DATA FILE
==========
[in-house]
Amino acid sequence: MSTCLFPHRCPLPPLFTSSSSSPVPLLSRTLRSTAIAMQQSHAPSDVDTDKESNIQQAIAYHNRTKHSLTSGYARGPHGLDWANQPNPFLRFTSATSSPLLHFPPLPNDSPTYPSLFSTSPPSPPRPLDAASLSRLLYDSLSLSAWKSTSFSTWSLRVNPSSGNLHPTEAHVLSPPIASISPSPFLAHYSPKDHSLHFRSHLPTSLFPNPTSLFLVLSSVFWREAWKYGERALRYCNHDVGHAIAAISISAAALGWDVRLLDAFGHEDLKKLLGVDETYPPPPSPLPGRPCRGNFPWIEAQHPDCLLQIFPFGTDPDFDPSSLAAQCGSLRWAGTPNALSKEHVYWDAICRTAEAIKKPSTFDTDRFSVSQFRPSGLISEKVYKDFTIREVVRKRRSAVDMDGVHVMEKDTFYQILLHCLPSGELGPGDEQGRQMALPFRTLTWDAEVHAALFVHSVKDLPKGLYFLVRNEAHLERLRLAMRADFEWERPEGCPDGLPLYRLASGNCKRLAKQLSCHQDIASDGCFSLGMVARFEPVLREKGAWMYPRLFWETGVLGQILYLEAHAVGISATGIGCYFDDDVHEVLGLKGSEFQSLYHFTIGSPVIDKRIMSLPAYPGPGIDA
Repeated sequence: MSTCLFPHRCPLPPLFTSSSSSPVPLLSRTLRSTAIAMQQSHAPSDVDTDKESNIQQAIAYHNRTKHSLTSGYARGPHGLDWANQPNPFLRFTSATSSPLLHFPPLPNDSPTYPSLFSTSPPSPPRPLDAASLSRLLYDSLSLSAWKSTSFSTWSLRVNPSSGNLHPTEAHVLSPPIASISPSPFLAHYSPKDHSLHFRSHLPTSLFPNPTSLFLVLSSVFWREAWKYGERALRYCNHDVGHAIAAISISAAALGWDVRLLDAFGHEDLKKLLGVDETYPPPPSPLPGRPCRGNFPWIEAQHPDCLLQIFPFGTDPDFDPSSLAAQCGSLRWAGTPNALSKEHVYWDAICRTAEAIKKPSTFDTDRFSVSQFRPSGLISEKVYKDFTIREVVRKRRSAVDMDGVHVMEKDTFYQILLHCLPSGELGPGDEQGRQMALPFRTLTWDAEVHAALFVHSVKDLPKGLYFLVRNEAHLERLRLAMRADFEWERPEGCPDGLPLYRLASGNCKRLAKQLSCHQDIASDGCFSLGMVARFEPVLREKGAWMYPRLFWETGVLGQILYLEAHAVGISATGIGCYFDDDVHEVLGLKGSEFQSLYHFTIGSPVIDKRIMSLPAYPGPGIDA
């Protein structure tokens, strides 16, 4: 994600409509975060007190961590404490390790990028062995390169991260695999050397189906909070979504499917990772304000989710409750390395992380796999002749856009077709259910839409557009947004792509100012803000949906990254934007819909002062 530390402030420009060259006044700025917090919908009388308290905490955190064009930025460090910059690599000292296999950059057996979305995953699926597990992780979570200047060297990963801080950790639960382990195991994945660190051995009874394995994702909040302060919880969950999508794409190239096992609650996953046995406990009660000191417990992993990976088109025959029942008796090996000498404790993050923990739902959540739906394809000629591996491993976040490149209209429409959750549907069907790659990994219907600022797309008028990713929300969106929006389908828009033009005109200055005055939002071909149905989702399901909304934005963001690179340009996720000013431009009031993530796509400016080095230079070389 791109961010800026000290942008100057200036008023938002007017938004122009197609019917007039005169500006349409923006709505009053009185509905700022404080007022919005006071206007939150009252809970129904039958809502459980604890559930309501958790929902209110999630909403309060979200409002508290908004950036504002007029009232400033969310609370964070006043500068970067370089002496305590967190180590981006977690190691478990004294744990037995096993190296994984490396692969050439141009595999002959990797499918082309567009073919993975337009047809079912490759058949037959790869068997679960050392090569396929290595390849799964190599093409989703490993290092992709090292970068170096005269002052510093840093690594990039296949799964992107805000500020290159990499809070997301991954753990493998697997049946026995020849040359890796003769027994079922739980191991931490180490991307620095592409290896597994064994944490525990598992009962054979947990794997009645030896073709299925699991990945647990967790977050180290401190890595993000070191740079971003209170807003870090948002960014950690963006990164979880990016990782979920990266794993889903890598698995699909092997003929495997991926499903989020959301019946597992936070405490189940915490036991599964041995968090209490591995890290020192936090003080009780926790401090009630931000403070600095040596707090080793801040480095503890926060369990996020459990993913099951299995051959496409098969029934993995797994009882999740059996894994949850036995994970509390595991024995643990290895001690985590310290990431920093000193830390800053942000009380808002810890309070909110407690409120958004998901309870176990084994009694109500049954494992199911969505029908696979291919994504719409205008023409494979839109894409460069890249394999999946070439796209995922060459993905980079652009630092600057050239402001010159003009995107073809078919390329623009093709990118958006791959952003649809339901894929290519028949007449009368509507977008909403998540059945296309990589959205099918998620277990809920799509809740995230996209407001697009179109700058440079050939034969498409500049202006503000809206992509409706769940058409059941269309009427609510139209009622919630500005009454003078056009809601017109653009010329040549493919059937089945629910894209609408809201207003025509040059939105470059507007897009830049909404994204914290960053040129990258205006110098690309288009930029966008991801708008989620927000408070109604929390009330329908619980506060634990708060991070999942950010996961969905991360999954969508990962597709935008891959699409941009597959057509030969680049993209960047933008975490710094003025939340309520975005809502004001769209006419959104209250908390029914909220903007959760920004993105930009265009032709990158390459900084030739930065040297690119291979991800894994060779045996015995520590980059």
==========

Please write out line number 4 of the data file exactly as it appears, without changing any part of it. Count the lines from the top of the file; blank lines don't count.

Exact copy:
């Protein structure tokens, strides 16, 4: 994600409509975060007190961590404490390790990028062995390169991260695999050397189906909070979504499917990772304000989710409750390395992380796999002749856009077709259910839409557009947004792509100012803000949906990254934007819909002062 530390402030420009060259006044700025917090919908009388308290905490955190064009930025460090910059690599000292296999950059057996979305995953699926597990992780979570200047060297990963801080950790639960382990195991994945660190051995009874394995994702909040302060919880969950999508794409190239096992609650996953046995406990009660000191417990992993990976088109025959029942008796090996000498404790993050923990739902959540739906394809000629591996491993976040490149209209429409959750549907069907790659990994219907600022797309008028990713929300969106929006389908828009033009005109200055005055939002071909149905989702399901909304934005963001690179340009996720000013431009009031993530796509400016080095230079070389 791109961010800026000290942008100057200036008023938002007017938004122009197609019917007039005169500006349409923006709505009053009185509905700022404080007022919005006071206007939150009252809970129904039958809502459980604890559930309501958790929902209110999630909403309060979200409002508290908004950036504002007029009232400033969310609370964070006043500068970067370089002496305590967190180590981006977690190691478990004294744990037995096993190296994984490396692969050439141009595999002959990797499918082309567009073919993975337009047809079912490759058949037959790869068997679960050392090569396929290595390849799964190599093409989703490993290092992709090292970068170096005269002052510093840093690594990039296949799964992107805000500020290159990499809070997301991954753990493998697997049946026995020849040359890796003769027994079922739980191991931490180490991307620095592409290896597994064994944490525990598992009962054979947990794997009645030896073709299925699991990945647990967790977050180290401190890595993000070191740079971003209170807003870090948002960014950690963006990164979880990016990782979920990266794993889903890598698995699909092997003929495997991926499903989020959301019946597992936070405490189940915490036991599964041995968090209490591995890290020192936090003080009780926790401090009630931000403070600095040596707090080793801040480095503890926060369990996020459990993913099951299995051959496409098969029934993995797994009882999740059996894994949850036995994970509390595991024995643990290895001690985590310290990431920093000193830390800053942000009380808002810890309070909110407690409120958004998901309870176990084994009694109500049954494992199911969505029908696979291919994504719409205008023409494979839109894409460069890249394999999946070439796209995922060459993905980079652009630092600057050239402001010159003009995107073809078919390329623009093709990118958006791959952003649809339901894929290519028949007449009368509507977008909403998540059945296309990589959205099918998620277990809920799509809740995230996209407001697009179109700058440079050939034969498409500049202006503000809206992509409706769940058409059941269309009427609510139209009622919630500005009454003078056009809601017109653009010329040549493919059937089945629910894209609408809201207003025509040059939105470059507007897009830049909404994204914290960053040129990258205006110098690309288009930029966008991801708008989620927000408070109604929390009330329908619980506060634990708060991070999942950010996961969905991360999954969508990962597709935008891959699409941009597959057509030969680049993209960047933008975490710094003025939340309520975005809502004001769209006419959104209250908390029914909220903007959760920004993105930009265009032709990158390459900084030739930065040297690119291979991800894994060779045996015995520590980059």